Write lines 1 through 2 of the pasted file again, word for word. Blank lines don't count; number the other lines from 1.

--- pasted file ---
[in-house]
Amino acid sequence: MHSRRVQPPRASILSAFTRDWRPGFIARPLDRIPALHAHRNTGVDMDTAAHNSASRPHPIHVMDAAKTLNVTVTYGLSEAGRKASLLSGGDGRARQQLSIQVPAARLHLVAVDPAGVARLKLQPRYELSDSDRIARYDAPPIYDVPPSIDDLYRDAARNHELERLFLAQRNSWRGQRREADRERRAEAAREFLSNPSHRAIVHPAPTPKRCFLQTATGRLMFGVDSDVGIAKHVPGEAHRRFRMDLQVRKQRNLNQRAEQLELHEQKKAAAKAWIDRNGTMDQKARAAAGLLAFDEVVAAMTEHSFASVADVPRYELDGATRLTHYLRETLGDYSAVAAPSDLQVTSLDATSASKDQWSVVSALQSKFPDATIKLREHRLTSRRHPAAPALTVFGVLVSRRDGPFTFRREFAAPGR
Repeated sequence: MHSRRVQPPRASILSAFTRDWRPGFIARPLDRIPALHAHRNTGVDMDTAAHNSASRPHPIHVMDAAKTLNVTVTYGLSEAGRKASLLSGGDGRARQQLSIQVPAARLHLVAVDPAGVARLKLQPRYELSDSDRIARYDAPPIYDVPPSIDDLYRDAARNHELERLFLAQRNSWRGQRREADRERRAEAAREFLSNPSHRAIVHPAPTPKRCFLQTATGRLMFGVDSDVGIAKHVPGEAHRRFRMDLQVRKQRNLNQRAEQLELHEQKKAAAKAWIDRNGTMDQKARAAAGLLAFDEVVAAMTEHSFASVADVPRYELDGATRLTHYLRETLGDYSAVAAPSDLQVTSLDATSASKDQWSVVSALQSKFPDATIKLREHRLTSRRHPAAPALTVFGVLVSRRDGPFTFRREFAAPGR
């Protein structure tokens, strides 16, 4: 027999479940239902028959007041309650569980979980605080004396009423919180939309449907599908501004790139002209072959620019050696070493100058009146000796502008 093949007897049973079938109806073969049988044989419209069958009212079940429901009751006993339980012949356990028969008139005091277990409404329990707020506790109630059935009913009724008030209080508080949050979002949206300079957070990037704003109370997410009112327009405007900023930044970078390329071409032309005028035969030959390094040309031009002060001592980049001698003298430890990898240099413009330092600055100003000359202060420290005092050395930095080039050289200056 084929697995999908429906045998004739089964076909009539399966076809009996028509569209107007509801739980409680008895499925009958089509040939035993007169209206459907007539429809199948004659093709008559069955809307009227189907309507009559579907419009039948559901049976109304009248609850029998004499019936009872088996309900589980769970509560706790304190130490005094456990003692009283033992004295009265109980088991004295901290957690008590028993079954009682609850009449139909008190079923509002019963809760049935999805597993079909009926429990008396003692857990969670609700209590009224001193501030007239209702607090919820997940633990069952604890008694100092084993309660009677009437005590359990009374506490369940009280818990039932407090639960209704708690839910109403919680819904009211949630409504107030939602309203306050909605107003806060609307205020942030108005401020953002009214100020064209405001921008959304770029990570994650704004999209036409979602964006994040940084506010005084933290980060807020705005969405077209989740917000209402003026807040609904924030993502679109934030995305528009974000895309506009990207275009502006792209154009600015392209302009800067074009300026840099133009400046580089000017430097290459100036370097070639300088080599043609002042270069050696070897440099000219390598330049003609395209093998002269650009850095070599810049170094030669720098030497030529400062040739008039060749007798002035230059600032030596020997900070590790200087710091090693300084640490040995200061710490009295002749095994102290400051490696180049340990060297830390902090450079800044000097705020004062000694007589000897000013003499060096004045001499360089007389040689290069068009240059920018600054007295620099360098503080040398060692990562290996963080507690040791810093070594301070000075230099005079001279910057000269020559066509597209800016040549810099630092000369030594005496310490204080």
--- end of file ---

[in-house]
Amino acid sequence: MHSRRVQPPRASILSAFTRDWRPGFIARPLDRIPALHAHRNTGVDMDTAAHNSASRPHPIHVMDAAKTLNVTVTYGLSEAGRKASLLSGGDGRARQQLSIQVPAARLHLVAVDPAGVARLKLQPRYELSDSDRIARYDAPPIYDVPPSIDDLYRDAARNHELERLFLAQRNSWRGQRREADRERRAEAAREFLSNPSHRAIVHPAPTPKRCFLQTATGRLMFGVDSDVGIAKHVPGEAHRRFRMDLQVRKQRNLNQRAEQLELHEQKKAAAKAWIDRNGTMDQKARAAAGLLAFDEVVAAMTEHSFASVADVPRYELDGATRLTHYLRETLGDYSAVAAPSDLQVTSLDATSASKDQWSVVSALQSKFPDATIKLREHRLTSRRHPAAPALTVFGVLVSRRDGPFTFRREFAAPGR